Can cannabis help you sleep?

Studies suggest that 50 to 70 million adults in the U.S. suffer from symptoms of a sleep disorder, and while many people find cannabis an effective sleep aid, there are many factors to consider.

When chronic back pain began to affect my ability to get a good night sleep, I joined the unlucky club of North Americans haunted by sleep challenges.

In fact, studies suggest that 50 to 70 million adults in the U.S. along suffer from symptoms of a sleep disorder.

And the implications of that reach beyond fatigue, impacting physical and mental health, safety, creativity and more.

Many people find cannabis to be effective as a sleep aid and to restore a natural sleep cycle, however, there are many factors to consider.

Whether or not to use cannabis as a sleep aid or to help regain a natural sleep pattern is a highly personal decision.

Used on a short-term basis, cannabis can help you fall asleep faster, but it’s not generally recommended to use sleep aids of any kind on a long-term basis.

Taking cannabis that contains higher levels of THC (the main psychoactive cannabinoid) before bed can cause diminished time in REM sleep, as well as sleepiness and memory impairment the next day. Since all sleep cycles are important for healthy rest and functioning, this is an important aspect of its effects to consider.

However, studies show that when moderate and equal amounts of THC and CBD (cannabidiol) are taken before sleep, REM sleep is less affected, and residual sleepiness the next day appears to be counteracted by the CBD.

READ MORE: The great sleep debate: How can cannabis help?

Cannabis works differently for everyone

It’s important to note that everyone’s physiology is different, and not all strains of cannabis work for everyone the same way.

You might find that strains high in THC make you more anxious or paranoid. You should experiment to find which strains work best for you.

Dosage and timing are also important factors to consider. Start by taking just a little to see how it makes you feel, and increase the dosage as needed.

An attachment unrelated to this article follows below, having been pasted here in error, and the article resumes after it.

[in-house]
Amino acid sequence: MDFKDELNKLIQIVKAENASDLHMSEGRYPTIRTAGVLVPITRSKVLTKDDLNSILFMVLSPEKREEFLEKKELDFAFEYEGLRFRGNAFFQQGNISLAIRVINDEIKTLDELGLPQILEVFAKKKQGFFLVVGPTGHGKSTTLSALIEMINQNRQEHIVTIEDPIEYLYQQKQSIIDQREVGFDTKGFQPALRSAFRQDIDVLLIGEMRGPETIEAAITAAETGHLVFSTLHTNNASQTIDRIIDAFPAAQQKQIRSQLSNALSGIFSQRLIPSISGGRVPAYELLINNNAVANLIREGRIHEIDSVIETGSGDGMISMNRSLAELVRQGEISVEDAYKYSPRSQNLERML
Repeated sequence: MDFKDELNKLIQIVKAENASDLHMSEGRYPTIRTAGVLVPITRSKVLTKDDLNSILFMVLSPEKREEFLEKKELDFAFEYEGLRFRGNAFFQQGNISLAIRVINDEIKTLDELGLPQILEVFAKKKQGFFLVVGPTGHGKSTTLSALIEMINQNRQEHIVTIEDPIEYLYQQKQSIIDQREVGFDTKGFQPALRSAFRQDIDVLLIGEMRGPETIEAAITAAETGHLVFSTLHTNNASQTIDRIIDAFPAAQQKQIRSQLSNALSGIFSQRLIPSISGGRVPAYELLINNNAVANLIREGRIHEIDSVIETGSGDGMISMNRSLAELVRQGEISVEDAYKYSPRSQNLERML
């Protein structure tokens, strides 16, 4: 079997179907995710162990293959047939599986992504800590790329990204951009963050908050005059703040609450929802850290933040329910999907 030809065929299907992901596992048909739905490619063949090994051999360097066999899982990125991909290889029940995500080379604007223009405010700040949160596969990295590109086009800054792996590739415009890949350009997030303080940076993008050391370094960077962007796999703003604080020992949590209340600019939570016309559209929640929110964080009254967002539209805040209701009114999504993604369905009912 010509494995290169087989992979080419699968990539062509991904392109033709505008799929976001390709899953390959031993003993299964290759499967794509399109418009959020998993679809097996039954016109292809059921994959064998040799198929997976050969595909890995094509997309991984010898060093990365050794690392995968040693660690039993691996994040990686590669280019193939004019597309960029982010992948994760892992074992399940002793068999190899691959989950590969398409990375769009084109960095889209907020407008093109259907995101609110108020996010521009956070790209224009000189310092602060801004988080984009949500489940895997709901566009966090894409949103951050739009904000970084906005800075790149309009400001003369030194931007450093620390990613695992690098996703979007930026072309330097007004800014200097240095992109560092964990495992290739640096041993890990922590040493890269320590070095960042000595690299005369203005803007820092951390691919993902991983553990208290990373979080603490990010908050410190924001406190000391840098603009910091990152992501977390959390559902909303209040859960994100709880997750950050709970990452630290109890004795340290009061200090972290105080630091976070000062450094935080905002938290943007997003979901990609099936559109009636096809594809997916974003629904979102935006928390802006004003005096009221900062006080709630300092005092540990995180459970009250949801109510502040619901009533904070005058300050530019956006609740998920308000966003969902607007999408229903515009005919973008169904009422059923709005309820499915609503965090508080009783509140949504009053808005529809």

READ MORE: CBD teas becoming popular way to soothe anxiety, lessen insomnia

From personal experience, when I began taking cannabis for back pain and its associated sleep loss, I started with two doses of 10 mg CBD per day (<1%THC). When increased to 15 mg, I found it caused too much sedative effect, and pulled back to 10 mg. Because everyone reacts to cannabis differently, it’s always a good idea to “start low and go slow.”

Timing is also important especially when using edibles, as the effect can take one to three hours to kick in, and can last up to 12 hours. It’s recommended to take edibles at least an hour before bed.

Cannabis also contains terpenes – chemicals that can have a sedative effect, and are found in many other plants like citrus fruits, herbs and flowers. Finding the right combination of terpenes and cannabinoids is key to finding the right cannabis supplement for your particular needs and physiology.

Because of the wide array of products and the ability to purchase in small amounts, experimenting with the right products and percentages is easy. I find that keeping the THC percentage low enables me to have deep sleep for several hours, followed by a shorter period of dream-filled REM sleep, helping me to be sharp and alert the next day!

READ MORE: Does CBD get you high? This and other common questions answered

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